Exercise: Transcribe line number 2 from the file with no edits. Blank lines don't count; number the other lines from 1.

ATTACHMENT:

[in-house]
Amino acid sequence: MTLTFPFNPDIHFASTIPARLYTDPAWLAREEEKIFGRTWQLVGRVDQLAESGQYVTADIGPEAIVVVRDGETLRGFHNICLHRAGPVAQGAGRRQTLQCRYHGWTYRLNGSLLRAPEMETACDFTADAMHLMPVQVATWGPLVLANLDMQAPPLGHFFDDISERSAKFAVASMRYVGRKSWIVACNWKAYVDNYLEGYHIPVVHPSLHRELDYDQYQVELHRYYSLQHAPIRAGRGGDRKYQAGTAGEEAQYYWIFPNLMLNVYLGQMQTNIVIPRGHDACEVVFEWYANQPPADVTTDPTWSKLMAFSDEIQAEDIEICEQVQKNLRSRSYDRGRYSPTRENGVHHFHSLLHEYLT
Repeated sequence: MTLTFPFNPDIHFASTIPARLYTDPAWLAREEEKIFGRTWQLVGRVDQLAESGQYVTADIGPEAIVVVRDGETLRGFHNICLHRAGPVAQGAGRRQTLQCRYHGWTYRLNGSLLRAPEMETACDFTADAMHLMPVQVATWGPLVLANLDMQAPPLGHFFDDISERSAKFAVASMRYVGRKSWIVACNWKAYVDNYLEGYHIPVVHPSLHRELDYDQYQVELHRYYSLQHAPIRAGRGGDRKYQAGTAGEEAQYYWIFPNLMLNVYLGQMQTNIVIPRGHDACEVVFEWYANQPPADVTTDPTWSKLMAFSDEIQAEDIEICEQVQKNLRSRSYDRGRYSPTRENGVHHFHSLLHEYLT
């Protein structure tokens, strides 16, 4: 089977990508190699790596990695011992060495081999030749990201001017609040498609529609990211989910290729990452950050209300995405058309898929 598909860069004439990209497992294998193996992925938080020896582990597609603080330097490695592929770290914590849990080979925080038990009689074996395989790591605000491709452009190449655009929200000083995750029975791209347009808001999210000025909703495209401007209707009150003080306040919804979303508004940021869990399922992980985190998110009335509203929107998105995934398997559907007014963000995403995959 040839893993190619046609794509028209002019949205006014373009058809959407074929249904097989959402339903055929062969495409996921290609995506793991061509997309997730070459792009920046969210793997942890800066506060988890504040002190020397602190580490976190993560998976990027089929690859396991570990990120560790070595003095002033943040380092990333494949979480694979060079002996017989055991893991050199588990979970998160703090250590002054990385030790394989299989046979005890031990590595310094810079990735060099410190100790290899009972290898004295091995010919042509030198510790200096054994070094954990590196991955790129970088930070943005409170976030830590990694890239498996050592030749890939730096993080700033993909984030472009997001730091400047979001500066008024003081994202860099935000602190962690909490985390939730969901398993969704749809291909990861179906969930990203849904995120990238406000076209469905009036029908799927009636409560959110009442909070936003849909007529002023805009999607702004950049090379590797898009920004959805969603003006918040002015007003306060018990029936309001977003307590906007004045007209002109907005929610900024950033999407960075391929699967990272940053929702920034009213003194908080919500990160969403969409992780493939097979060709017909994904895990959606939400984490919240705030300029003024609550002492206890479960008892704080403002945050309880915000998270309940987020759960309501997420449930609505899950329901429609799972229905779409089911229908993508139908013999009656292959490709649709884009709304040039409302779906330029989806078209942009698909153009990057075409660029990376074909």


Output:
Amino acid sequence: MTLTFPFNPDIHFASTIPARLYTDPAWLAREEEKIFGRTWQLVGRVDQLAESGQYVTADIGPEAIVVVRDGETLRGFHNICLHRAGPVAQGAGRRQTLQCRYHGWTYRLNGSLLRAPEMETACDFTADAMHLMPVQVATWGPLVLANLDMQAPPLGHFFDDISERSAKFAVASMRYVGRKSWIVACNWKAYVDNYLEGYHIPVVHPSLHRELDYDQYQVELHRYYSLQHAPIRAGRGGDRKYQAGTAGEEAQYYWIFPNLMLNVYLGQMQTNIVIPRGHDACEVVFEWYANQPPADVTTDPTWSKLMAFSDEIQAEDIEICEQVQKNLRSRSYDRGRYSPTRENGVHHFHSLLHEYLT